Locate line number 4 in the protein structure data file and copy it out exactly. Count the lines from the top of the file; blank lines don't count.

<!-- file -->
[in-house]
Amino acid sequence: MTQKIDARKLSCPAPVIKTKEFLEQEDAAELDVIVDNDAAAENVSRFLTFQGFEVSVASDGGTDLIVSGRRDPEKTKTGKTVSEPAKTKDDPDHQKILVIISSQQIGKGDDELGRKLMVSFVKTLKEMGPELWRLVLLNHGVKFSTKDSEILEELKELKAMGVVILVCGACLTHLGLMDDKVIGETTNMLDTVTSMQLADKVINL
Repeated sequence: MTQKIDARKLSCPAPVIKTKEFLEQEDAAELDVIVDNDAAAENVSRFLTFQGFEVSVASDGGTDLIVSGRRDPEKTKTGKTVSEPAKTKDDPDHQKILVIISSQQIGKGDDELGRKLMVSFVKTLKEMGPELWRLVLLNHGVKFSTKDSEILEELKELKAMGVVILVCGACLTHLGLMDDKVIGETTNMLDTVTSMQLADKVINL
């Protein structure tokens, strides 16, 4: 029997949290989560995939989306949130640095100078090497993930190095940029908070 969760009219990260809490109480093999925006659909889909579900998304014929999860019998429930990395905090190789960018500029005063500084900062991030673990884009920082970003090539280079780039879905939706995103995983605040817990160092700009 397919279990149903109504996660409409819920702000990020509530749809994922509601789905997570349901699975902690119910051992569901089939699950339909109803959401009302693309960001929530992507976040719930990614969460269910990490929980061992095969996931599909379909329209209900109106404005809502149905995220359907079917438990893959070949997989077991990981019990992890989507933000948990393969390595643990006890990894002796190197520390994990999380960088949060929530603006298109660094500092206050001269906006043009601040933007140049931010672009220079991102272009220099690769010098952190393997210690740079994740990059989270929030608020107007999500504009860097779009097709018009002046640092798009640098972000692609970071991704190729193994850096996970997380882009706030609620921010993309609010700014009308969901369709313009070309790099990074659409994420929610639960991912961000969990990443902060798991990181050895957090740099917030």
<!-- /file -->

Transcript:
């Protein structure tokens, strides 16, 4: 029997949290989560995939989306949130640095100078090497993930190095940029908070 969760009219990260809490109480093999925006659909889909579900998304014929999860019998429930990395905090190789960018500029005063500084900062991030673990884009920082970003090539280079780039879905939706995103995983605040817990160092700009 397919279990149903109504996660409409819920702000990020509530749809994922509601789905997570349901699975902690119910051992569901089939699950339909109803959401009302693309960001929530992507976040719930990614969460269910990490929980061992095969996931599909379909329209209900109106404005809502149905995220359907079917438990893959070949997989077991990981019990992890989507933000948990393969390595643990006890990894002796190197520390994990999380960088949060929530603006298109660094500092206050001269906006043009601040933007140049931010672009220079991102272009220099690769010098952190393997210690740079994740990059989270929030608020107007999500504009860097779009097709018009002046640092798009640098972000692609970071991704190729193994850096996970997380882009706030609620921010993309609010700014009308969901369709313009070309790099990074659409994420929610639960991912961000969990990443902060798991990181050895957090740099917030």